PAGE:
Those maniacs were I and some friends, here is a pic of max gusts 43m/s (=155km/h = 96mph), it was at the same place we were standing on that pic. http://img520.imageshack.us/img520/3341/re...pb2300300cl.jpg
Bill, I don't know where is a problem, but we're used to such gusts and I CAN stand easily.
The problem last winter was when I measured my record gusts ~180km/h (50m/s = 112mph), it was difficult to stand in such gusts because the average speed was pretty low, around 100km/h and such gusts just sweep you to the ground. Its easier with higher average like on the first pic, it was ~130 with gusts around 150km/h.

For the proof of today's gusts you can check this graph for stations here in the SW Slovenia, is it 160km/h+ (100mph) or not? http://img397.imageshack.us/img397/6423/wwwgraf5xp.jpg

Last winter, on Nov. 14th 2004 there was a lot of damage because of Bora wind gusts up to 240km/h (=150mph, thats what I mentioned in previous post) in islands "Krk" and "Hvar" in Croatia. Record for Bora here in Slovenia is also around 240km/h when the TV tower was collapsed 30kms away from here on one hill in the late 60s :wink:

Regards,
 
Andrew,

I live about 8 miles south of downtown Denver. I remember seeing a crazy wind reading like that shortly after the cold front passed us on the 7th . Don’t know about what you saw on the 10th :?: , but Denver metro did record a strong gust near 100 mph after that bitter cold Arctic air mass descended south of here. In fact, one of NCAR’s Labs in south-west Boulder (Mesa Lab, 6184 ft ASL) recorded a coupla’ gusts at 90mph!!
www.atd.ucar.edu/cgi-bin/weather.cgi?site=ml&period=weekly&units=english&plotfield=wspd
(left side of chart, between 6-7 days ago), with a coincident pressure drop from 30.30 inHg to just under 29.90 inHg pretty much overnight.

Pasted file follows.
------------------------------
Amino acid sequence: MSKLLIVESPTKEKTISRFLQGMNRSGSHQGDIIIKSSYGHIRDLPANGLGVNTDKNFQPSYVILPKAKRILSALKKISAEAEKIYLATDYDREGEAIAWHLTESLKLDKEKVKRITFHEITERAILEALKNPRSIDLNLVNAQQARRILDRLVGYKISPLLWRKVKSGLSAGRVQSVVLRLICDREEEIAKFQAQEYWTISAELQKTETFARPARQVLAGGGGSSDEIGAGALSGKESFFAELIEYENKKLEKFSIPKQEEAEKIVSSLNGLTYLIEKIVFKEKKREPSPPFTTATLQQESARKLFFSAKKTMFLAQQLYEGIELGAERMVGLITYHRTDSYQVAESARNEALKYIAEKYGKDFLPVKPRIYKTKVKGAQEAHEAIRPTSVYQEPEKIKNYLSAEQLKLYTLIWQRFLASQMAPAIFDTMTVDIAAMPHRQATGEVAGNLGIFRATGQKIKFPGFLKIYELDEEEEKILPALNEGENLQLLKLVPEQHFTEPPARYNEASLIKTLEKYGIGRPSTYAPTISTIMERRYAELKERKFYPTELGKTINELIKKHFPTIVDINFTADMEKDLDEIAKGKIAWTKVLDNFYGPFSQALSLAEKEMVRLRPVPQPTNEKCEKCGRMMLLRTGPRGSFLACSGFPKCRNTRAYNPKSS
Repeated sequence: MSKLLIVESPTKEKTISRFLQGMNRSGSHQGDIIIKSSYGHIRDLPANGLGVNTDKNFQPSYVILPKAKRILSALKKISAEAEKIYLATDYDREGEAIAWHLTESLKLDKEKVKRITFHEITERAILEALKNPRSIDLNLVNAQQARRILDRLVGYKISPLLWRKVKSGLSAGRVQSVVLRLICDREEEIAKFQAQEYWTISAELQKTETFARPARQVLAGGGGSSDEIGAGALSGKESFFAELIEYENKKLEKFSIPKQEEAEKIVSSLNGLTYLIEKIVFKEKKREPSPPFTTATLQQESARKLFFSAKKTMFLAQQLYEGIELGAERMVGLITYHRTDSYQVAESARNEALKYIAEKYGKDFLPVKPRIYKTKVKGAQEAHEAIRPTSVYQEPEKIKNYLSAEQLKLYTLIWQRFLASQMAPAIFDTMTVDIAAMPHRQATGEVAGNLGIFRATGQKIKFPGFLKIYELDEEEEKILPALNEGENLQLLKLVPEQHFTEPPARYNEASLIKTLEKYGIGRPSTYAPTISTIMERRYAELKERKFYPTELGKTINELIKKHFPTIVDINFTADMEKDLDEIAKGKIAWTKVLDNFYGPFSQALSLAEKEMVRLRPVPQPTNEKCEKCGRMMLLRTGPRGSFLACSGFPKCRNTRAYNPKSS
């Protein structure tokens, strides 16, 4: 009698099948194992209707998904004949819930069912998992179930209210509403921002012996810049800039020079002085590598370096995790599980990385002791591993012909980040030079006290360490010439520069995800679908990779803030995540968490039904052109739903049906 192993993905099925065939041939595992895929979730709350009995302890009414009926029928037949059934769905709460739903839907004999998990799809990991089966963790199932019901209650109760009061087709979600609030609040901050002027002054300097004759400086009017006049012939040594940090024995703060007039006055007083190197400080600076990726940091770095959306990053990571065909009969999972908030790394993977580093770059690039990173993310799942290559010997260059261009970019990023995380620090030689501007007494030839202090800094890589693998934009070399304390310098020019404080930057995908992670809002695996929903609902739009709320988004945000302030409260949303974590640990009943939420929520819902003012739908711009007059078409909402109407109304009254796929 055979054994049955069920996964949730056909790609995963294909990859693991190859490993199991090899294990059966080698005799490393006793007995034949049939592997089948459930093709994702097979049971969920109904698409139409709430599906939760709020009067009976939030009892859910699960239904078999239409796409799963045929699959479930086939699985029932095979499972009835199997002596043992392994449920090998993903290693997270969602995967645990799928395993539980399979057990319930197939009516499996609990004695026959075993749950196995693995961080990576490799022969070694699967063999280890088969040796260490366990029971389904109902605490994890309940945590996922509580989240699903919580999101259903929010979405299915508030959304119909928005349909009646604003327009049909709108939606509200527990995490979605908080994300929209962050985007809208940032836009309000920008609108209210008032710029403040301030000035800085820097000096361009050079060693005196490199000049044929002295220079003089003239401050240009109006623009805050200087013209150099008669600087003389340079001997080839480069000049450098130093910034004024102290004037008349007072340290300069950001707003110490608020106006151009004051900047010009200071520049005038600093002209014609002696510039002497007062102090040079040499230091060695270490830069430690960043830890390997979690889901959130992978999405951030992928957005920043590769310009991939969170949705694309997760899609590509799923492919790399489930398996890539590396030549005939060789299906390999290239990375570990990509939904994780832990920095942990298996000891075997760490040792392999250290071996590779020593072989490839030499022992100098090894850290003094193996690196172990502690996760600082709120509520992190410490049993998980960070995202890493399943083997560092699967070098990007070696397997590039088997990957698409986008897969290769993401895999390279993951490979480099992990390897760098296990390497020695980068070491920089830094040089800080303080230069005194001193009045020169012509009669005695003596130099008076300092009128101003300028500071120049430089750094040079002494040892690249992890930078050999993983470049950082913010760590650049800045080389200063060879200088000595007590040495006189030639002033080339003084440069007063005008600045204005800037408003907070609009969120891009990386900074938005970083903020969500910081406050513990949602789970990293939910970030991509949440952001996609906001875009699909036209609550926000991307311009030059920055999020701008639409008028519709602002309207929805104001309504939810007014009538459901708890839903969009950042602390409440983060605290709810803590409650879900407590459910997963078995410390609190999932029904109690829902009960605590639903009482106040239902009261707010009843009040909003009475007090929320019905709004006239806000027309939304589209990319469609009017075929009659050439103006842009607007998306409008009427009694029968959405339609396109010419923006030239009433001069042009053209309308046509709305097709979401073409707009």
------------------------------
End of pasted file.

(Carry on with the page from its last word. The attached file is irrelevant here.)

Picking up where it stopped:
Mountain-Front Interactions & Dynamics 101 :lol: : Combine mountain (or especially foothills) front-induced down-slope winds with strong subsidence beneath the high pressure cold air plummeting south, and you have a near classic setup for strong, gusty, persistent winds for all valleys & high plains areas just east of the front-range foothills.
Hopefully that ‘in-a-nutshell’ explanation will help answer your question. Did I miss anything? :)

Jon
 
Hey all,

I'm just getting back online after a huge wind event that knocked out our power for two and a half days. Hundreds of trees were down; it was absolutely crazy.

The surface low was centered directly over Cape Cod Bay for most of the day, but as it moved offshore winds quickly picked up. One station recorded a gust of 64 MPH right before the power went out.

Here's a surface map around that time... notice the winds blowing in opposite directions at opposite ends of Cape Cod:
http://www.rap.ucar.edu/weather/surface/di...e=19&duration=0

I believe the wind speed was so high due to the fetch that Cape Cod Bay provided, that is, the winds had a large flat area to pick up speed before slamming into the Cape. I noticed that the worst damage was on the bay side of the Cape, which makes sense. Also, every tree fell the same direction: due west.

Here are a few pics I took just driving around my town, but I've seen much worse since then:
http://www.wunderground.com/wximage/viewsi...ICT#slideanchor
http://www.wunderground.com/wximage/viewsi...=25#slideanchor
http://www.wunderground.com/wximage/viewsi...=25#slideanchor

So, in short: I think that geographic features have a major influence.